Album Reviews - - by Nate

REVIEW: Amp Live: Headphone Concerto

REVIEW: Amp Live: Headphone Concerto

The Merriam-Webster dictionary defines a concerto as ‘a piece of music for one or more main instruments with an orchestra’ but the new album by Amp Live seeks to redefine what an orchestra is.

The Californian based Amp Live gives us a variety of sounds, feels, emotions and concepts with this 14 track album.  Track seven, No.1 in D minor, Op. 2 Potencia is just over a minute long,  but quickly moves from sounding like an old GameBoy soundtrack on steroids to include an electronic voice-over Gregorian chant and an ethereal choir. The whole album is full of different ideas, some of which don’t always to fit together.

But there are definite threads throughout the album, including the virtuostic talent of Rebecca Roudman, also known as Dirty Cello. Flight in G minor features her cello fused with a beat which again plays across ideas and concepts. Dirty Cello also features on the track ‘Penny, Nickel, Dime’ which is the most mainstream cut and a tale on the perils of excess . It also features Anya and Prof and is set to a swing electro-beat and woozy trip-hop meets big band blasts that provide a suitable backing to this modern day fable.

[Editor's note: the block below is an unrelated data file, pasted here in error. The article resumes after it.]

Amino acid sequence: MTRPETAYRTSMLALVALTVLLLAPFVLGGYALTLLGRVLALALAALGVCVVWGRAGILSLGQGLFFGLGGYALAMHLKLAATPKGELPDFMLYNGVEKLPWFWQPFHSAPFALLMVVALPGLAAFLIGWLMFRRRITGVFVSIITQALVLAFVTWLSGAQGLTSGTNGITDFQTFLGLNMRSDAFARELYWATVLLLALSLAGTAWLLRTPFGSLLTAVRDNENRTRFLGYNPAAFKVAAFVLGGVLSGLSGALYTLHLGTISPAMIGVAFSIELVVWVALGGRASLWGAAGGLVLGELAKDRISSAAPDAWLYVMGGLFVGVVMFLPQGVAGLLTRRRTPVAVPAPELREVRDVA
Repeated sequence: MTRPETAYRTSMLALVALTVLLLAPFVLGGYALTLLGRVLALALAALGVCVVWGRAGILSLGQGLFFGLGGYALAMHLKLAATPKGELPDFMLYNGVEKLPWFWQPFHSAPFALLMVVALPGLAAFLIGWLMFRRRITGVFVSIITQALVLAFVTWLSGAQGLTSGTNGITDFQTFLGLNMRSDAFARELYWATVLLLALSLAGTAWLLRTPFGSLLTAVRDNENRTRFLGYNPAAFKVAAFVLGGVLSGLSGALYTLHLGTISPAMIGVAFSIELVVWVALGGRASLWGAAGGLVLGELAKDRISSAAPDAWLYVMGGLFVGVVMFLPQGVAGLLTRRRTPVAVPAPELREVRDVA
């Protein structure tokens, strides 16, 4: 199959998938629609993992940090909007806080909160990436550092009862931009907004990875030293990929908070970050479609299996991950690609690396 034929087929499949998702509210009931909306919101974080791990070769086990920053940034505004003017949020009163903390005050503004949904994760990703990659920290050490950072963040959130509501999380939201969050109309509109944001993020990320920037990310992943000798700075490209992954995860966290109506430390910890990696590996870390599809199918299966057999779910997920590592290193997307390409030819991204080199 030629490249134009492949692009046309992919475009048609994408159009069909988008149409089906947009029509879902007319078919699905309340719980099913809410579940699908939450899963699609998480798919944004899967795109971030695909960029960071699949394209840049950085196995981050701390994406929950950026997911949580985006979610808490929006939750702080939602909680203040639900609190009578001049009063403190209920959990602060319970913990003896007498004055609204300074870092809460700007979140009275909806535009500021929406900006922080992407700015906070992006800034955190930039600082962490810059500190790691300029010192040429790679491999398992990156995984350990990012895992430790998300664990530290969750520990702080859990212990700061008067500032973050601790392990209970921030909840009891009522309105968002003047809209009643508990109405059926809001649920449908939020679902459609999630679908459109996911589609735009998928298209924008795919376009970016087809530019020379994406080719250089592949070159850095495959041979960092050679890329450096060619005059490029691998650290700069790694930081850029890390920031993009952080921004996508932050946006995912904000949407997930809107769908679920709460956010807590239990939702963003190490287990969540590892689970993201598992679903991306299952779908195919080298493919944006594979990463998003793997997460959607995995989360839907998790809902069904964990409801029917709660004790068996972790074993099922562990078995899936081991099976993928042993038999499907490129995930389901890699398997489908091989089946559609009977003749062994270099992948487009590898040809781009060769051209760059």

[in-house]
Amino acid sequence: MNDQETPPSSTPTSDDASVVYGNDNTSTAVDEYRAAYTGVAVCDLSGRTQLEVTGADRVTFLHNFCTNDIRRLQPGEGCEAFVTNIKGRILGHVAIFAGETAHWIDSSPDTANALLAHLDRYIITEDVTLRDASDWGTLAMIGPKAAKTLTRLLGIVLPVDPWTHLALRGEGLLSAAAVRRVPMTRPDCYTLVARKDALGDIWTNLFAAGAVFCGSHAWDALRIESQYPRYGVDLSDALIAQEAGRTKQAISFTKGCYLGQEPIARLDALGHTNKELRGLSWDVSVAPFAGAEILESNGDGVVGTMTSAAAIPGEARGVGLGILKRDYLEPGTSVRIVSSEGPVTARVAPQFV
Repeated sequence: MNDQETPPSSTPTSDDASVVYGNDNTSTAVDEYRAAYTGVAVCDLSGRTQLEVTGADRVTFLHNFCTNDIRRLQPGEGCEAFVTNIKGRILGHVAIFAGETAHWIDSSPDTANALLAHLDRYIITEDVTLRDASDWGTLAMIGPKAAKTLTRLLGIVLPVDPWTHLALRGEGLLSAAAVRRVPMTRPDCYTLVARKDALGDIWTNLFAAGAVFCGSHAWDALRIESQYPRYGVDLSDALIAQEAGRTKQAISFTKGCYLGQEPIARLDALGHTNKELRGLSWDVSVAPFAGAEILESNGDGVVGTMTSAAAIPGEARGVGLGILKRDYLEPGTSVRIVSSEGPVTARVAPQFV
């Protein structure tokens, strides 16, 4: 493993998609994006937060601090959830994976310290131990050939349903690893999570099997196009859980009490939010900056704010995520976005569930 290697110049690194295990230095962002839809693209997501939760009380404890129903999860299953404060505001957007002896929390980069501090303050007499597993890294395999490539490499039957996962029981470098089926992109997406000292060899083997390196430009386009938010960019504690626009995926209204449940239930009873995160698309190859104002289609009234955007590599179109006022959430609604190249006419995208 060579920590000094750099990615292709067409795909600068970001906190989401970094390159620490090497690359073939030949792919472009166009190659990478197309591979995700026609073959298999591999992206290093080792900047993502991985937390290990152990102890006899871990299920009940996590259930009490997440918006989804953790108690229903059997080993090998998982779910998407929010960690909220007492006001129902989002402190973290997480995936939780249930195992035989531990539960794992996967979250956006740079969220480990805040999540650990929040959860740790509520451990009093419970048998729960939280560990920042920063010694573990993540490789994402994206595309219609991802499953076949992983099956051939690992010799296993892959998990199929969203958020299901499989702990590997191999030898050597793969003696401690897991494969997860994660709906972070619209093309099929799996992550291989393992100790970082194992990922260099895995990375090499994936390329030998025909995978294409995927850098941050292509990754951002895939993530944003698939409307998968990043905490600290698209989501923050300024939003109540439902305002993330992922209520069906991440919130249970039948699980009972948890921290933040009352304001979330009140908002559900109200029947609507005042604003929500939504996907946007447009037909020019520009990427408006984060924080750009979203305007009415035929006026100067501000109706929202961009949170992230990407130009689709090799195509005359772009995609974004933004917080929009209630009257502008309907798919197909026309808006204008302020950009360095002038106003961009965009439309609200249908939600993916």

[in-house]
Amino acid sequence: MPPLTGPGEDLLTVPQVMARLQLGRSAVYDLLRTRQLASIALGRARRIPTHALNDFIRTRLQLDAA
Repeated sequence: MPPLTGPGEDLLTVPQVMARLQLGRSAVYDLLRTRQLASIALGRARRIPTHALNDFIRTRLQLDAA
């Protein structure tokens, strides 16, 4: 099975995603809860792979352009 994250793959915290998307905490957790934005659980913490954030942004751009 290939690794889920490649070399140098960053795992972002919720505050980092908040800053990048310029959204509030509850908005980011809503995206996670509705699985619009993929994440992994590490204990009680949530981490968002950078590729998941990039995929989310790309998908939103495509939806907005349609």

Even with such an ambitious kaleidoscope of influences and ideas, several tracks masterfully flow into each other. For example the the end of Run Back serves as an introduction to the 1993 style track ‘ihearthiphop’. The idea of this unconventional orchestra is mirrored in how many different artists are featured on the album. It works because even though every track is different, the idea of the concerto, or the main voice, is a consistant element on this album. The inclusion of the Canadian DJ Ill-Esha who is known for her simultaneous DJing and singing, and Dirty Cello, shows Amp Live’s desire to seek collaborations with established crossover artists.

The strings, drums and different electronic sounds are manipulated well and seamlessly layered together, to create the impression of a parellell dimensions with the ‘Headphones’ (electronica, synths) alongside the ‘Concerto’ (strings, piano, vocals) but interacting all under the control of Amp Live. There is a sonic rawness to the album with some of the piano and string sounds sounding like midi presets, but it adds to the overall charm of the record, as they are often combined with more refined electronic and vocal effects.

Amp Live himself has produced music for movies and shows, noticeably for Nicole Scherzinger, ESPN Sports Center and So You Think You Can Dance. With this heritage in atmosphere music, sometimes the instrumentals fall into the background and are easy to forget. It’s an interesting approach though, and although it might be a bit too experimental for some, it will be wonderfully refreshing for many.


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